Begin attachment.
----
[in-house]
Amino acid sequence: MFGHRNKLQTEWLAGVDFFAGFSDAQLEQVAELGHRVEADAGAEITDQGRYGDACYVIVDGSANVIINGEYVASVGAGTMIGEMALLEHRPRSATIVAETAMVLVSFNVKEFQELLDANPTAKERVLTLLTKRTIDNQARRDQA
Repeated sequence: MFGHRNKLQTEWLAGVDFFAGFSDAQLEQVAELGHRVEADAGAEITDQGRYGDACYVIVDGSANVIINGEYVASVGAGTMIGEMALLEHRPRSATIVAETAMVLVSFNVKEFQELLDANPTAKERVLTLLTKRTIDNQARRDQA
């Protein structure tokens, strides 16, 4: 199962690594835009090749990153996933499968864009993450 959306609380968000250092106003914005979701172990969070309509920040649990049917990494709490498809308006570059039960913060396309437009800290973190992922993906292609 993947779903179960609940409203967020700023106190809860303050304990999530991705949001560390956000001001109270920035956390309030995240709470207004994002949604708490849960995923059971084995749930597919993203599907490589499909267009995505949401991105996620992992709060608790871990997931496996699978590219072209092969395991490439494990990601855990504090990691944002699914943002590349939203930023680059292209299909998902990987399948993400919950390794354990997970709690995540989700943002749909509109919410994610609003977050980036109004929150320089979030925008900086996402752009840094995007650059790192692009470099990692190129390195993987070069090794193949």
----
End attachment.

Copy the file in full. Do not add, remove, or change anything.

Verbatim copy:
[in-house]
Amino acid sequence: MFGHRNKLQTEWLAGVDFFAGFSDAQLEQVAELGHRVEADAGAEITDQGRYGDACYVIVDGSANVIINGEYVASVGAGTMIGEMALLEHRPRSATIVAETAMVLVSFNVKEFQELLDANPTAKERVLTLLTKRTIDNQARRDQA
Repeated sequence: MFGHRNKLQTEWLAGVDFFAGFSDAQLEQVAELGHRVEADAGAEITDQGRYGDACYVIVDGSANVIINGEYVASVGAGTMIGEMALLEHRPRSATIVAETAMVLVSFNVKEFQELLDANPTAKERVLTLLTKRTIDNQARRDQA
């Protein structure tokens, strides 16, 4: 199962690594835009090749990153996933499968864009993450 959306609380968000250092106003914005979701172990969070309509920040649990049917990494709490498809308006570059039960913060396309437009800290973190992922993906292609 993947779903179960609940409203967020700023106190809860303050304990999530991705949001560390956000001001109270920035956390309030995240709470207004994002949604708490849960995923059971084995749930597919993203599907490589499909267009995505949401991105996620992992709060608790871990997931496996699978590219072209092969395991490439494990990601855990504090990691944002699914943002590349939203930023680059292209299909998902990987399948993400919950390794354990997970709690995540989700943002749909509109919410994610609003977050980036109004929150320089979030925008900086996402752009840094995007650059790192692009470099990692190129390195993987070069090794193949």